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In January 2015, ClickZ analyzed web search data for the period of June to November 2014 and found that for Google, mobile comprised 48% of visits and desktops 52%. Futhermore, in November the scales tipped as mobile traffic finally surpassed desktop usage. It is more important than ever for companies to make sure their site is using responsive web design for mobile, tablets and video game consoles, but that’s not all responsive design can do.

The complexities of designing for multiple devices is mind-boggling. If you care to read about how designers do it, see this post from Ethan Marcotte. Responsive design typically means having one domain for all devices – getting rid of “m.site.com” sites – and for mobile, the original content is stacked into one column. Even with this solution, there are still plenty of problems with mobile-friendly translation, such as how to handle large images and how to take advantage of unique features of mobile and other devices, instead of just rearranging content for them.

Translating web design to mobile and other devices is the least interesting of what is possible for evolution of the Internet. What’s really exciting are advances in design that display personalized content and interactive experiences.

Personalized Web Content

The HubSpot COS (Content Optimization System) allows visitors that have self-identified by registering for your site – e.g. by downloading an eBook – to see content that is predetermined to be useful to them based on their buyer persona, being a member of one of your lists, or lifecycle stage (prospect vs. customer). If not registered, content can be shaped around whether they are a first-time or repeat visitor, Country, Device, or Referral Source. This is called “smart content,” and is available to Professional and Enterprise customers. In addition to smart content, the COS allows for website personalization tokens, such as identifying the person by name or title, e.g. “Hi, Brian,” when they go to the site. To see responsive web design examples go to the HubSpot inspiration page here.

Many sites are built on the WordPress platform and utilize custom or purchased themes that are responsive to mobile, tablet or desktop computers. This site is built on a WordPress responsive theme with the HubSpot plug-in. In the long-run this site will be fully moved over the COS platform, but for now we are taking the approach of partially integrating our WordPress Site with HubSpot.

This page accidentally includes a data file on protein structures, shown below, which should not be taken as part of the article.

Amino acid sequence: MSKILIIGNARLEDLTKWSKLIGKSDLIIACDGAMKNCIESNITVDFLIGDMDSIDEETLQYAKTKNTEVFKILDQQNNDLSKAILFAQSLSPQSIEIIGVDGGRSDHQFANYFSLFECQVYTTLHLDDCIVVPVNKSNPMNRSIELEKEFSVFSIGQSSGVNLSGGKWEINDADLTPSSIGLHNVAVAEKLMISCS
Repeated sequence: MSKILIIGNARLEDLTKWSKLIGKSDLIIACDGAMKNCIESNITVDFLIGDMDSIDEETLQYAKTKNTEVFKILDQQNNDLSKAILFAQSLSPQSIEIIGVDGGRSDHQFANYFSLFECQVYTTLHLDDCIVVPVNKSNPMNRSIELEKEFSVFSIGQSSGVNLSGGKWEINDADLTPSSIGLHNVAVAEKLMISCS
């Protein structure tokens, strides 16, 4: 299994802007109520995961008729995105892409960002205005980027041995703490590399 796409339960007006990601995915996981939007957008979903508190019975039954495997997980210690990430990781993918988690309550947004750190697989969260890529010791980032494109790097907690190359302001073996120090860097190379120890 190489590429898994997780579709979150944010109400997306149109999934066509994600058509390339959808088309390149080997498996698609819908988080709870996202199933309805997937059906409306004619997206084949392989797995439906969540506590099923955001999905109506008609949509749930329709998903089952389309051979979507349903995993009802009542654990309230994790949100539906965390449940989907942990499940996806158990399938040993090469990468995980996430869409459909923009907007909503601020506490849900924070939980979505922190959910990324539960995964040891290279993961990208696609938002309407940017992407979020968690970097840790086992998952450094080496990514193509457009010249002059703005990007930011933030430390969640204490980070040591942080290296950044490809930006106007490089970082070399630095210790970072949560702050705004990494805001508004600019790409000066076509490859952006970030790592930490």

responsive-design-example

Example of Responsive Design for Desktop, Mobile and Tablet

Interactive Web Experiences

Some of the more interesting websites are taking advantage of both responsive and interactive design.

BersteinDisplay offers custom retail merchandising displays to high-end fashion stores. Their new website incorporates responsive design for mobile devices and an interactive “Customize It” mannequin, where visitors can drag and drop mannequin parts from a selection of options. The interactive mannequin sends the message about their Hydro-Graphics technology, where any digital image, fabric or metal finish can be applied directly to a mannequin in the manufacturing process.

bernstein-display

The new Frank Lloyd Wright website features a complete, searchable list of Wright’s more than 500 building designs and interactive elements, like a timeline of his life and an interactive map of his studio at Taliesin West, the foundation’s headquarters. The site also uses a Wright-inspired color palette and typeface.

frank-wright-timeline

Coda Story offers a prototype of a coming interactive way of viewing crisis news, which places stories onto a timeline called a “current,” so that when something major is happening we can see how it came about and what happened over months and even years. Their prototype using the Ukraine uprising has already won awards before the site has even launched, planned for later this year.

The U.S. Geological Survey has just released an interactive website showing real-time flood risk for rivers and streams across the U.S., using information by the National Weather Service (NWS).

usgs-flood-map

Have you seen any great responsive or interactive designs that you want to share? Tell us in the comments below! We’re always looking out for great design inspiration!

If you don’t have in-house resources to convert your website over to a responsive design, contact us to talk about how we can help.